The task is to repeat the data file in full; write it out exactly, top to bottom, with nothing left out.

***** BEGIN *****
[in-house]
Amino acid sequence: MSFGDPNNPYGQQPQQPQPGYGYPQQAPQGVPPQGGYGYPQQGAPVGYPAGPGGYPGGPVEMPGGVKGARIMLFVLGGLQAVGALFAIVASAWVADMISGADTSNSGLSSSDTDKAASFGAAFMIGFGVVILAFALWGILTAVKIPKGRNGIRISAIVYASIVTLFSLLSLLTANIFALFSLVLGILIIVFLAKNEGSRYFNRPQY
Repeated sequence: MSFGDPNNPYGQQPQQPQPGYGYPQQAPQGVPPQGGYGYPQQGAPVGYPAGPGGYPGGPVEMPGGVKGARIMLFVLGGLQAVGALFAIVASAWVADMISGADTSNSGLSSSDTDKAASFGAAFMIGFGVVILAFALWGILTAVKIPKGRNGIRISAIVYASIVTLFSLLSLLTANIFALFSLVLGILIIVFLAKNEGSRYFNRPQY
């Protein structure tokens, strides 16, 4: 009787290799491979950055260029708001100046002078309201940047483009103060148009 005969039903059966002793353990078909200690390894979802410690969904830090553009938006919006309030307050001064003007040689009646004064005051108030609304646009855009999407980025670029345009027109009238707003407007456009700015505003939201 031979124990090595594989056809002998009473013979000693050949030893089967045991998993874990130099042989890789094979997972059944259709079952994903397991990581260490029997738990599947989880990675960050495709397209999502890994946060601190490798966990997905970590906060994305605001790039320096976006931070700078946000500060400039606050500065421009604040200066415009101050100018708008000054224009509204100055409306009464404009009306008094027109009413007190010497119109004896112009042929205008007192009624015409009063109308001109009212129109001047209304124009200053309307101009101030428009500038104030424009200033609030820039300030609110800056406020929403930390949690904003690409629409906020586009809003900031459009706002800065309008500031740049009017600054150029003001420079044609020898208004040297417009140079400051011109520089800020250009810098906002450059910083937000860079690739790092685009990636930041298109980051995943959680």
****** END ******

[in-house]
Amino acid sequence: MSFGDPNNPYGQQPQQPQPGYGYPQQAPQGVPPQGGYGYPQQGAPVGYPAGPGGYPGGPVEMPGGVKGARIMLFVLGGLQAVGALFAIVASAWVADMISGADTSNSGLSSSDTDKAASFGAAFMIGFGVVILAFALWGILTAVKIPKGRNGIRISAIVYASIVTLFSLLSLLTANIFALFSLVLGILIIVFLAKNEGSRYFNRPQY
Repeated sequence: MSFGDPNNPYGQQPQQPQPGYGYPQQAPQGVPPQGGYGYPQQGAPVGYPAGPGGYPGGPVEMPGGVKGARIMLFVLGGLQAVGALFAIVASAWVADMISGADTSNSGLSSSDTDKAASFGAAFMIGFGVVILAFALWGILTAVKIPKGRNGIRISAIVYASIVTLFSLLSLLTANIFALFSLVLGILIIVFLAKNEGSRYFNRPQY
């Protein structure tokens, strides 16, 4: 009787290799491979950055260029708001100046002078309201940047483009103060148009 005969039903059966002793353990078909200690390894979802410690969904830090553009938006919006309030307050001064003007040689009646004064005051108030609304646009855009999407980025670029345009027109009238707003407007456009700015505003939201 031979124990090595594989056809002998009473013979000693050949030893089967045991998993874990130099042989890789094979997972059944259709079952994903397991990581260490029997738990599947989880990675960050495709397209999502890994946060601190490798966990997905970590906060994305605001790039320096976006931070700078946000500060400039606050500065421009604040200066415009101050100018708008000054224009509204100055409306009464404009009306008094027109009413007190010497119109004896112009042929205008007192009624015409009063109308001109009212129109001047209304124009200053309307101009101030428009500038104030424009200033609030820039300030609110800056406020929403930390949690904003690409629409906020586009809003900031459009706002800065309008500031740049009017600054150029003001420079044609020898208004040297417009140079400051011109520089800020250009810098906002450059910083937000860079690739790092685009990636930041298109980051995943959680």